It saw Nadal play Austrian world number five Dominic Thiem this week on a practice court under full match conditions, with ball kids, scoreboard, and umpire.

“I wanted to play a couple of close competition matches. I played in Kooyong once. The club in Kooyong is great, but at the same time the conditions of play are completely different from here,” he explained.

“That’s my feeling. We decided to play another match. Talking with the Australian Open, yeah, they gave us the chance to play like an open practice but closer to the match for the crowd.

“We did it. It was a good practice, good feelings for both of us I think. The job was done the right way.”

HEALTHY AND COMPETITIVE

Despite his achievements in a long career, motivation for Nadal, who needs to reach the quarter-finals to be certain of retaining his world number one ranking, with Federer breathing down his neck, remains undiminished.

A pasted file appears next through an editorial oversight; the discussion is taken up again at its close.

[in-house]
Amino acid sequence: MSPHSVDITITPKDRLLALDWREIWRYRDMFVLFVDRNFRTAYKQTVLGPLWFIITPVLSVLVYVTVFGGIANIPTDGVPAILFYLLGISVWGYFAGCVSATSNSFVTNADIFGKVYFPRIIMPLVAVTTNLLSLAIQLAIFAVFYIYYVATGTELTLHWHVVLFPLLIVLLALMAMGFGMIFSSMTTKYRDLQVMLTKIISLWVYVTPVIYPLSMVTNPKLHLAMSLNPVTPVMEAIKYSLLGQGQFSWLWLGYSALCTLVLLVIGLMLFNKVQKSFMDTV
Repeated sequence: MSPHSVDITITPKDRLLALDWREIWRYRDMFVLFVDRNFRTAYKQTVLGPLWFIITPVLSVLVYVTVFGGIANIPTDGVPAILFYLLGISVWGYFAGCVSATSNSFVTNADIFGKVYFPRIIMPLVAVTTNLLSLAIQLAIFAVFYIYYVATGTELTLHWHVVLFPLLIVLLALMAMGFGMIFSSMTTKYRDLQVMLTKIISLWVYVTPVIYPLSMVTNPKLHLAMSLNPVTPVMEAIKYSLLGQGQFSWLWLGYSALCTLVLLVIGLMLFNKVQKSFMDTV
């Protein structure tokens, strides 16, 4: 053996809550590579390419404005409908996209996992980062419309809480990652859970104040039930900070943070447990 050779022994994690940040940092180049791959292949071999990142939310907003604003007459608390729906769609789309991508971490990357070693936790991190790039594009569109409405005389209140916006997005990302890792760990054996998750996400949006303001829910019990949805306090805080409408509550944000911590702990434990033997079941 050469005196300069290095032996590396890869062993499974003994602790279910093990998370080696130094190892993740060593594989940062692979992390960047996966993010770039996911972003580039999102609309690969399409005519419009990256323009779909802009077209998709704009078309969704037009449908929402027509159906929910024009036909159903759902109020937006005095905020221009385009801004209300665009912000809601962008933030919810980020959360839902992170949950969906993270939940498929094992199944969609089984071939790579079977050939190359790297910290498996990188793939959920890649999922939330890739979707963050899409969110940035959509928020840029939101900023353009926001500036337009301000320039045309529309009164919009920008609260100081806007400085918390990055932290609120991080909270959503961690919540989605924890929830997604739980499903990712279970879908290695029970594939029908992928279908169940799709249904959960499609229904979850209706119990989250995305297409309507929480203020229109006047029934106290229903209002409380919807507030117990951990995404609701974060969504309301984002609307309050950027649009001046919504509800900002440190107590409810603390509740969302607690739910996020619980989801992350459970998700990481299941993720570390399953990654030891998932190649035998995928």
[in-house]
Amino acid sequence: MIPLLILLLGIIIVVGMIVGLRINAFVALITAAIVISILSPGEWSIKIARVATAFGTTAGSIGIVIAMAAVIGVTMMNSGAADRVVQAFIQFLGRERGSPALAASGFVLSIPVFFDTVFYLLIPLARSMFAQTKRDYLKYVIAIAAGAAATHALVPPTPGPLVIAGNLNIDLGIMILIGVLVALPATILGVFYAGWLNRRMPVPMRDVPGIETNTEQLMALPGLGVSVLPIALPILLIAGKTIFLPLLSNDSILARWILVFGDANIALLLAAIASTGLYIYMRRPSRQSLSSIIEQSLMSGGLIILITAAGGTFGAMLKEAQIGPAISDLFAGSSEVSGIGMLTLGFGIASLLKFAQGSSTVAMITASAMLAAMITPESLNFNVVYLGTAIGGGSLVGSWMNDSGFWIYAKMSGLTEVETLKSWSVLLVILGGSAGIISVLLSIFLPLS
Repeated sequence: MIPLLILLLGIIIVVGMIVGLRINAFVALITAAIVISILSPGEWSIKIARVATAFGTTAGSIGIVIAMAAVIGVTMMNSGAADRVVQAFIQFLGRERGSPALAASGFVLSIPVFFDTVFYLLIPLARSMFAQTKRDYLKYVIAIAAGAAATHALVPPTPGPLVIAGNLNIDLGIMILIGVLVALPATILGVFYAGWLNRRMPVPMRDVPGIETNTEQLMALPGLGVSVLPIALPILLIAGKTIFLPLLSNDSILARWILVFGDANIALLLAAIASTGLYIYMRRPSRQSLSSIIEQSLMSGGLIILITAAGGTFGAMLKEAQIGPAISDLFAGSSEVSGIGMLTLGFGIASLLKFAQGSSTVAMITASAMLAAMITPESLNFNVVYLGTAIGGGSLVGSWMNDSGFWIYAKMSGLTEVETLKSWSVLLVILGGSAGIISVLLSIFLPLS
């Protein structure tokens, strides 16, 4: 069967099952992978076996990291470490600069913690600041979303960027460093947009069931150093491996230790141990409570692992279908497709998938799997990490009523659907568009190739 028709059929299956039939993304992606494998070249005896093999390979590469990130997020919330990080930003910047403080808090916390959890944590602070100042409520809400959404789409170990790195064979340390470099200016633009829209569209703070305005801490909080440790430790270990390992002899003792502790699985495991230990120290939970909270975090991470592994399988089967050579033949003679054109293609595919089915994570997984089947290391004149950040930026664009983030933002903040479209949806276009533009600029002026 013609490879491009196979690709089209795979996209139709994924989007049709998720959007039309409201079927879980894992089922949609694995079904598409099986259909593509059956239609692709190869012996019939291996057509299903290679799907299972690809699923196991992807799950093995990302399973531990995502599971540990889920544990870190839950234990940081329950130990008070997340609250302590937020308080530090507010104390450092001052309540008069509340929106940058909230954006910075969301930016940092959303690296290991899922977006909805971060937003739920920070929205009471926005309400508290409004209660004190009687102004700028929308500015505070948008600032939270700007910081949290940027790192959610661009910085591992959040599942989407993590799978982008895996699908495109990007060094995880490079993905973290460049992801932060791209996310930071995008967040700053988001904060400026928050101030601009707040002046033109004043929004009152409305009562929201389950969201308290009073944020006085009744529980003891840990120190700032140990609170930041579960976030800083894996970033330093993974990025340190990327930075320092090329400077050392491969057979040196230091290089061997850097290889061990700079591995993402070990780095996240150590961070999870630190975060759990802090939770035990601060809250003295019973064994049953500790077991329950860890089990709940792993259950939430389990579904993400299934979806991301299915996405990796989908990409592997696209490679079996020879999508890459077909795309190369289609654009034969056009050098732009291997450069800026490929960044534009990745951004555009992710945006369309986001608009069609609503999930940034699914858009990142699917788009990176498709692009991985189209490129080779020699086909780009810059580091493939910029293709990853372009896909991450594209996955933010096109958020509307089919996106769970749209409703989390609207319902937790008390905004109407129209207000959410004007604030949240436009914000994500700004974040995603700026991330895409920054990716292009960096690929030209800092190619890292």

Not only can he clinch a 17th Grand Slam in Melbourne, but he also has the opportunity to join Roy Emerson and Rod Laver as only the third man in the Open era to win each of the four Grand Slams twice.

The only place he is yet to achieve the double is Australia.

“For me, the Australian Open always, if you are not 100 percent motivated to play this tournament, you probably you don’t love this sport,” he said.

But he knows anything can happen so early in the season, despite being the top ranked player in the world.

“Everyone starts from zero. I start from zero again,” he said.

“It’s the start of a new season, an exciting one. I hope to be healthy and competitive, and most important thing, I hope to enjoy tennis one more year.”

In Melbourne, Nadal is at his first major tournament in years without his uncle Toni, who coached him from childhood until after his US Open win last year.

Toni Nadal is now coaching at the Rafael Nadal Academy, with his nephew under the tutelage of Carlos Moya.

“In terms of professional things, I spoke to him few days ago, speaking about how the life going, how the tennis going,” he said of Toni.

“If I have something to ask, I ask him. If he have something to tell me, he call me and tell me.”